For my understanding, usually awk follows a file or an output.

Then it will exec its code on everyline of that file or output.

In my case, my command awk '{print "Hi, Judy"}' didn't follow by any file or output.

To my understanding, it should print out nothing or raise up an error.

But why in reality, it pomps out an interactive command line in which if I keep on pressing Enter, it will show me something infinitely like:

Hi, Judy

Hi, Judy

Hi, Judy

Why this command works like that?

# content below this dividing line should be ignored

Addtional Question:

I tried another command:

awk ' BEGIN { print "Hi." }  { print "Buddy." } { print "Bye." } '

I'm expecting it will print Hi. Buddy. Bye. Infinitely.

But I got:





Which confusing me again. Why the END clause works infinitely, meanwhile BEGIN clause only works once here?

  • It has to work that way, how else would you use awk in a pipeline, which is the most common usage? Such as sort myfile | awk '{ print $2 }' or something similar? – orion Feb 5 '15 at 12:28

It's reading from stdin, i.e. your keyboard.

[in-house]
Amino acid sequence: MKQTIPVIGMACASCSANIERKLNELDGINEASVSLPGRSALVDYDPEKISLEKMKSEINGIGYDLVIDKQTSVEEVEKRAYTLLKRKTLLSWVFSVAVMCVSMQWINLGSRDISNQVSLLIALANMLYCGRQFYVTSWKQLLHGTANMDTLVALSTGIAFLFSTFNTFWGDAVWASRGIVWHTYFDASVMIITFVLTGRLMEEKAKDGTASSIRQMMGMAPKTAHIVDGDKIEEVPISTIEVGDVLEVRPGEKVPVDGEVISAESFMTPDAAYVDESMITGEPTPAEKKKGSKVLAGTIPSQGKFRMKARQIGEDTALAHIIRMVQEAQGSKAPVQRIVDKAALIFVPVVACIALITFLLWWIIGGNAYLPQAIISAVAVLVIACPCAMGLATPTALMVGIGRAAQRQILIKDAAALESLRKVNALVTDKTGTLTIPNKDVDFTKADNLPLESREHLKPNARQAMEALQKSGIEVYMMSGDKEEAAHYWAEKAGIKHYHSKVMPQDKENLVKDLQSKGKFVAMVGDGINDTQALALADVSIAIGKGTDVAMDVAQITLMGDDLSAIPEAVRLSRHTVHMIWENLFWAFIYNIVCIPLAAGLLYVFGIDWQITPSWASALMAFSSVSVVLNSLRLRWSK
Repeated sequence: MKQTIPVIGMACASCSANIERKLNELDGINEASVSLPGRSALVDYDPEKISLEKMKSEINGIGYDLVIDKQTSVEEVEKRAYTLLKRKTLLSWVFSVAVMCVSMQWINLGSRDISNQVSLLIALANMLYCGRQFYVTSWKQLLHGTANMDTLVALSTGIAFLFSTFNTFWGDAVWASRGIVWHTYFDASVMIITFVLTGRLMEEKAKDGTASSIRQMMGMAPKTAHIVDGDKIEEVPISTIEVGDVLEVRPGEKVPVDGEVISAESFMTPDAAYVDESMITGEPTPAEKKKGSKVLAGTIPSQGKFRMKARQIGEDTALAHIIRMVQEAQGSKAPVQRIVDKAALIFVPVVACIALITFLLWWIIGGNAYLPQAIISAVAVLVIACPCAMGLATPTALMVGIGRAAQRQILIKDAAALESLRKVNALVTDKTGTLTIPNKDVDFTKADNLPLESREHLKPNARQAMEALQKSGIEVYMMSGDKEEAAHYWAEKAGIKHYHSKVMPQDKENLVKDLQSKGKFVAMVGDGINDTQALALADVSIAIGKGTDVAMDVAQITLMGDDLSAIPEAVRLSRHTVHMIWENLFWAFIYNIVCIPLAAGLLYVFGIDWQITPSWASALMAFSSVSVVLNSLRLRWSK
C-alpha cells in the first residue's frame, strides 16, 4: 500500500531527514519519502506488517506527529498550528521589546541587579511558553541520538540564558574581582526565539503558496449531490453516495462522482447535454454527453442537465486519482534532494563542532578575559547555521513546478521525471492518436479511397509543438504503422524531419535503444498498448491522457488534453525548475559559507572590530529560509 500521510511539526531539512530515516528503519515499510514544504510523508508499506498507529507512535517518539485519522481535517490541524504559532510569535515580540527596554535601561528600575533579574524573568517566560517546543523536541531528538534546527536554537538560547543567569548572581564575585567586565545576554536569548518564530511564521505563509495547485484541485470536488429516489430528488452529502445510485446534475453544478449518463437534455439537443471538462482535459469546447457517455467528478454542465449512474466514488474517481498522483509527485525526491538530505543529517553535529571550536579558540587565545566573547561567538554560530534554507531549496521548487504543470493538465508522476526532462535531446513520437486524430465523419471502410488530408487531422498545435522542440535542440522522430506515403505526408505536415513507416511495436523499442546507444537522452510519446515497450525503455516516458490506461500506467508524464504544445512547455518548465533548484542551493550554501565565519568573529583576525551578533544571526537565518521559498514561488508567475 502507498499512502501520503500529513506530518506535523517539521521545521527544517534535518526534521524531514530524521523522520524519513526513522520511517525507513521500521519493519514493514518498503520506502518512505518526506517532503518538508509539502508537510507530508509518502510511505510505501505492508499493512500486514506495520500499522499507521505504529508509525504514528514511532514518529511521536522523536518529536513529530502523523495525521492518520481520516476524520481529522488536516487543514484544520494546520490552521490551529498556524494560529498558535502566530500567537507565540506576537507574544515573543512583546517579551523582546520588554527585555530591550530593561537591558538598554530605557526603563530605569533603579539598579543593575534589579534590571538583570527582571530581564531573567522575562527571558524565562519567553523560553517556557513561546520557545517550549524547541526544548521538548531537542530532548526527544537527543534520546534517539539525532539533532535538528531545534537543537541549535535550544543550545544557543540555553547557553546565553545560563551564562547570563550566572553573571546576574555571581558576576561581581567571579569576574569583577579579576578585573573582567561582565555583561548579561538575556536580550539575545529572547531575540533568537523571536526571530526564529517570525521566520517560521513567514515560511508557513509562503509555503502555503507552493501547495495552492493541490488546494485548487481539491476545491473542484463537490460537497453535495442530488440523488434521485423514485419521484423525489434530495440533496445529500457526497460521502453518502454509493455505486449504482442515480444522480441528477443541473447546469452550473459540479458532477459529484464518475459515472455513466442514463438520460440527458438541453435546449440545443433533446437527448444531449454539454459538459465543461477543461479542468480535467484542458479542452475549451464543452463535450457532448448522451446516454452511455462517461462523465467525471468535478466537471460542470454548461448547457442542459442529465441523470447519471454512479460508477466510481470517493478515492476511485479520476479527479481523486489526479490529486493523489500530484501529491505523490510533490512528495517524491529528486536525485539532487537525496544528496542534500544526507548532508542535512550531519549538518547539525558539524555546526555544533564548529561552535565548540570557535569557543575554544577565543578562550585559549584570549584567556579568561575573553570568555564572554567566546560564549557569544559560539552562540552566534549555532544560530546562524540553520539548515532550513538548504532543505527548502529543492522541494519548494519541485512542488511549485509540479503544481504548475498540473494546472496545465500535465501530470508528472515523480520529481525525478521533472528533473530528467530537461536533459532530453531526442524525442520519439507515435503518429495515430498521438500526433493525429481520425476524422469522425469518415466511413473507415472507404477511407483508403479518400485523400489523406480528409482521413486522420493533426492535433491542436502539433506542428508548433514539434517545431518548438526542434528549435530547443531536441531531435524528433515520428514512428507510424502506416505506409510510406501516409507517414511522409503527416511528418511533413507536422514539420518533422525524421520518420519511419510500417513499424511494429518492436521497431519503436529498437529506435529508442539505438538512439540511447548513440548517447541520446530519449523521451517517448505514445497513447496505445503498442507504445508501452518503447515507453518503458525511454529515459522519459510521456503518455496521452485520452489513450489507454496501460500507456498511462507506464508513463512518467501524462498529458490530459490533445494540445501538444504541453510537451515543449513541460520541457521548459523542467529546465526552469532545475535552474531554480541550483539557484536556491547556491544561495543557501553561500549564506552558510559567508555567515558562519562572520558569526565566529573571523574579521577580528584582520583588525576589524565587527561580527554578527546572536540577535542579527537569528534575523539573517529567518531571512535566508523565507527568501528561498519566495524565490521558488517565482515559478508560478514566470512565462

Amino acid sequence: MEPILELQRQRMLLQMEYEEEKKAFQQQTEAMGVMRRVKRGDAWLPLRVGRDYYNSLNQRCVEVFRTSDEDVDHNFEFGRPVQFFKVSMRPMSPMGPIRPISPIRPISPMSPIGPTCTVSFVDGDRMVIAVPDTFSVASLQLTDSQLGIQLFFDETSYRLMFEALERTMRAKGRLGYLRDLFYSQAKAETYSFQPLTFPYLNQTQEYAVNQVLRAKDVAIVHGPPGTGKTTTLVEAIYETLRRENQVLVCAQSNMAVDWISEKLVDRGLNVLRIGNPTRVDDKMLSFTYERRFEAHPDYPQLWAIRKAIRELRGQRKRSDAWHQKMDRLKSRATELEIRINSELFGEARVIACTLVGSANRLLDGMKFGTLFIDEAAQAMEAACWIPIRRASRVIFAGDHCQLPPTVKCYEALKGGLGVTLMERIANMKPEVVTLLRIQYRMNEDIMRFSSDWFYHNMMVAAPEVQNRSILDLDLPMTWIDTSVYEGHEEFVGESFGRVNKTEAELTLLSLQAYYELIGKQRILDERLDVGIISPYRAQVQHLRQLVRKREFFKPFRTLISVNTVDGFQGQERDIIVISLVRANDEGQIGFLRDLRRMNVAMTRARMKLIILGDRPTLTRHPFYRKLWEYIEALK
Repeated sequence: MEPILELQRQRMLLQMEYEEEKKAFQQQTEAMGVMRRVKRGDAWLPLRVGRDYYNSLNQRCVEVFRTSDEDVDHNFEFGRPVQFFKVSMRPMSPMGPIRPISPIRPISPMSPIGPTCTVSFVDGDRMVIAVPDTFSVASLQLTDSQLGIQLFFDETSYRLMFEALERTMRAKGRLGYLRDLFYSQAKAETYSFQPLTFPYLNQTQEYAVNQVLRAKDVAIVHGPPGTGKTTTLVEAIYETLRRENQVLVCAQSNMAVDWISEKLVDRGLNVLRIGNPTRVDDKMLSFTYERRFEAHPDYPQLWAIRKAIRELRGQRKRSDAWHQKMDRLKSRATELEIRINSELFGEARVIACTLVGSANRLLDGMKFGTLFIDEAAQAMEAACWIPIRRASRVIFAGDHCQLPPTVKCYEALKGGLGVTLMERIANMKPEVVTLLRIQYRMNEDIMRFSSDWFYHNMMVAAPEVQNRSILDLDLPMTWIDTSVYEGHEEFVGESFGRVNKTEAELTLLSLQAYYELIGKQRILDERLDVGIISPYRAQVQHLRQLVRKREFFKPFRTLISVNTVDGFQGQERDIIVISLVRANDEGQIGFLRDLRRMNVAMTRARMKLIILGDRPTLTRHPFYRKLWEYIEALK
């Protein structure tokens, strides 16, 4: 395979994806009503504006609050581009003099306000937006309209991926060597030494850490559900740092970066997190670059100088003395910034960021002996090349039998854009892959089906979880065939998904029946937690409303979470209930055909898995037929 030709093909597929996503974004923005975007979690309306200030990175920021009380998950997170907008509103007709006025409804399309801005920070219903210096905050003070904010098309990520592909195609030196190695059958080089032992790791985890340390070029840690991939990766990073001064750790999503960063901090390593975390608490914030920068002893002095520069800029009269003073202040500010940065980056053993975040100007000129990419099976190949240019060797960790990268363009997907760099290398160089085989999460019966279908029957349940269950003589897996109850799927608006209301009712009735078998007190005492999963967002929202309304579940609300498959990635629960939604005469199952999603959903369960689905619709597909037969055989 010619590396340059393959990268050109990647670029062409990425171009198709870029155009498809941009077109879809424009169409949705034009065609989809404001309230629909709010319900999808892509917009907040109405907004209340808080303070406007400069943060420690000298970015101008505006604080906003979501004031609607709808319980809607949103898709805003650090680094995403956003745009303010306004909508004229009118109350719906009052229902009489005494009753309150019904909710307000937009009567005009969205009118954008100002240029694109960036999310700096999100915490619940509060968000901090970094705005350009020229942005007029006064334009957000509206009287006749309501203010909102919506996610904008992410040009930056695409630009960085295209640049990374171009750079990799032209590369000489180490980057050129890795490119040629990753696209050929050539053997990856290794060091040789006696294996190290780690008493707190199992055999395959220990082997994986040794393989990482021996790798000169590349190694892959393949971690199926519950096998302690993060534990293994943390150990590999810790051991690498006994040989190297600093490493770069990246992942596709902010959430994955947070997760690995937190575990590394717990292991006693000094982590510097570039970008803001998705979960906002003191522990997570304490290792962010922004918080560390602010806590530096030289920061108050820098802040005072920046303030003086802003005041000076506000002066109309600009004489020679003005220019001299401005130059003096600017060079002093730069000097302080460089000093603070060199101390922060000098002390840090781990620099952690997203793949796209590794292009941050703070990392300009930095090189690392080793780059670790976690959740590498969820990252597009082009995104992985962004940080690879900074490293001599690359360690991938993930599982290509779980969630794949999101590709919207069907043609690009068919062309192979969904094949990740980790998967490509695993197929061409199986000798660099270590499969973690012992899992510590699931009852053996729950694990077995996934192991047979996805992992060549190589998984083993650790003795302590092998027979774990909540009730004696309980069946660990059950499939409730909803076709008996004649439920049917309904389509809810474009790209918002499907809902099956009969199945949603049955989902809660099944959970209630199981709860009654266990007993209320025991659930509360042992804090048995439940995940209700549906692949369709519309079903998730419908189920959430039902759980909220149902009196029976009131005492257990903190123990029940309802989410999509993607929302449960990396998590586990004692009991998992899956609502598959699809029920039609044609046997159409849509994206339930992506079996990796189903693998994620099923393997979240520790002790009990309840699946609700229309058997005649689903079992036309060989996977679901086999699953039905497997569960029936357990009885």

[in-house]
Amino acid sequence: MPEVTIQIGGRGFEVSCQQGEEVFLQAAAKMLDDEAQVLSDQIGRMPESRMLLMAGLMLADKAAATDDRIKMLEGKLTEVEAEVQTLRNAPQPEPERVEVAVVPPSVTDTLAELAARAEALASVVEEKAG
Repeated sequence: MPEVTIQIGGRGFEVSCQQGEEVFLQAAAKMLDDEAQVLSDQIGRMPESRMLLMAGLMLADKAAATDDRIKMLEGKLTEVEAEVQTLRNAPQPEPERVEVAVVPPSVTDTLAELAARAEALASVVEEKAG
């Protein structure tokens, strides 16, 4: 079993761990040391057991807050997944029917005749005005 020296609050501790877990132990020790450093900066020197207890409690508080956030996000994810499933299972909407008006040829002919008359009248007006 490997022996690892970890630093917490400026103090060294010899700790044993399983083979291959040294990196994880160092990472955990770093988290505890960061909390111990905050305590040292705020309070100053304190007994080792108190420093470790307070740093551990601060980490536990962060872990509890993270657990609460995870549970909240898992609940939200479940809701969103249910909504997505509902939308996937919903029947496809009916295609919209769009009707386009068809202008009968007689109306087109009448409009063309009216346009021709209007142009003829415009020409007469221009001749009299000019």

Try this to see what I mean

awk '{ print "Here is your line:", $0 }'
  • So if awk follows by nothing, it will reads standard-input, is it right? – Zen Feb 5 '15 at 10:56
  • 1
    Exactly - it's perfect for using in a pipeline, most core utilities read from stdin if no file is given for input. – orion Feb 5 '15 at 12:26
  • @roaima, I've updated my question, do you know the reason for the extra question? – Zen Feb 5 '15 at 14:16
  • 3
    @Zen Your code is incorrect: there is no END clause in it, otherwise it would be printed once, like the BEGIN block, but at the end of your data stream. Here is a little bit more information about awk. (by the way, please avoid asking several questions in one ; this doesn't really fit in this community's format ;)) – John WH Smith Feb 5 '15 at 14:21
  • @JohnWHSmith, yes, I made a terrible mistake here. – Zen Feb 5 '15 at 15:33

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